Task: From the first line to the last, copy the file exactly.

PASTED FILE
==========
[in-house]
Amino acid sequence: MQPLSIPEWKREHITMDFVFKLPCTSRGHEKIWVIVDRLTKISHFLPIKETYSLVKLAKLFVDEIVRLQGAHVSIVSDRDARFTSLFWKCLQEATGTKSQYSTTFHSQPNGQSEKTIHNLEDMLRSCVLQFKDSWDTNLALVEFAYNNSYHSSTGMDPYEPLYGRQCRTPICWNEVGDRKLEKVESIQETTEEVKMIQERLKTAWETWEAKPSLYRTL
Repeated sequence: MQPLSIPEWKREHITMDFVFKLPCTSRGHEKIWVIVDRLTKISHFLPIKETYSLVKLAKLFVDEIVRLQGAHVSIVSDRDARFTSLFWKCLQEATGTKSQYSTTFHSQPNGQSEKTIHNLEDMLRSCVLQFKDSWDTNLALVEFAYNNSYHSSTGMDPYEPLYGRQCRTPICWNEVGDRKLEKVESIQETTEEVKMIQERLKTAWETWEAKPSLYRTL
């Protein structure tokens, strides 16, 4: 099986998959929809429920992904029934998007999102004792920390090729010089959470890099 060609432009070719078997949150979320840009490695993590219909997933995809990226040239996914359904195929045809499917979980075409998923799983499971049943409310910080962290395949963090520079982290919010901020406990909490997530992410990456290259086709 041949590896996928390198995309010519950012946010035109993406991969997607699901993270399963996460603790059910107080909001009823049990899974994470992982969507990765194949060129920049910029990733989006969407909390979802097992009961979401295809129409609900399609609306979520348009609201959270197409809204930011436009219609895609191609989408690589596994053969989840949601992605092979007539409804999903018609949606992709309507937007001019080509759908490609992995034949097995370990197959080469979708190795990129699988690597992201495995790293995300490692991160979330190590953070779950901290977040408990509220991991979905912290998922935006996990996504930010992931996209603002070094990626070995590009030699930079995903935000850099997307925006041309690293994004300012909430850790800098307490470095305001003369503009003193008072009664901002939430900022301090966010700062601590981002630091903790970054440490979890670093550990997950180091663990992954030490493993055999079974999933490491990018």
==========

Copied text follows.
[in-house]
Amino acid sequence: MQPLSIPEWKREHITMDFVFKLPCTSRGHEKIWVIVDRLTKISHFLPIKETYSLVKLAKLFVDEIVRLQGAHVSIVSDRDARFTSLFWKCLQEATGTKSQYSTTFHSQPNGQSEKTIHNLEDMLRSCVLQFKDSWDTNLALVEFAYNNSYHSSTGMDPYEPLYGRQCRTPICWNEVGDRKLEKVESIQETTEEVKMIQERLKTAWETWEAKPSLYRTL
Repeated sequence: MQPLSIPEWKREHITMDFVFKLPCTSRGHEKIWVIVDRLTKISHFLPIKETYSLVKLAKLFVDEIVRLQGAHVSIVSDRDARFTSLFWKCLQEATGTKSQYSTTFHSQPNGQSEKTIHNLEDMLRSCVLQFKDSWDTNLALVEFAYNNSYHSSTGMDPYEPLYGRQCRTPICWNEVGDRKLEKVESIQETTEEVKMIQERLKTAWETWEAKPSLYRTL
């Protein structure tokens, strides 16, 4: 099986998959929809429920992904029934998007999102004792920390090729010089959470890099 060609432009070719078997949150979320840009490695993590219909997933995809990226040239996914359904195929045809499917979980075409998923799983499971049943409310910080962290395949963090520079982290919010901020406990909490997530992410990456290259086709 041949590896996928390198995309010519950012946010035109993406991969997607699901993270399963996460603790059910107080909001009823049990899974994470992982969507990765194949060129920049910029990733989006969407909390979802097992009961979401295809129409609900399609609306979520348009609201959270197409809204930011436009219609895609191609989408690589596994053969989840949601992605092979007539409804999903018609949606992709309507937007001019080509759908490609992995034949097995370990197959080469979708190795990129699988690597992201495995790293995300490692991160979330190590953070779950901290977040408990509220991991979905912290998922935006996990996504930010992931996209603002070094990626070995590009030699930079995903935000850099997307925006041309690293994004300012909430850790800098307490470095305001003369503009003193008072009664901002939430900022301090966010700062601590981002630091903790970054440490979890670093550990997950180091663990992954030490493993055999079974999933490491990018």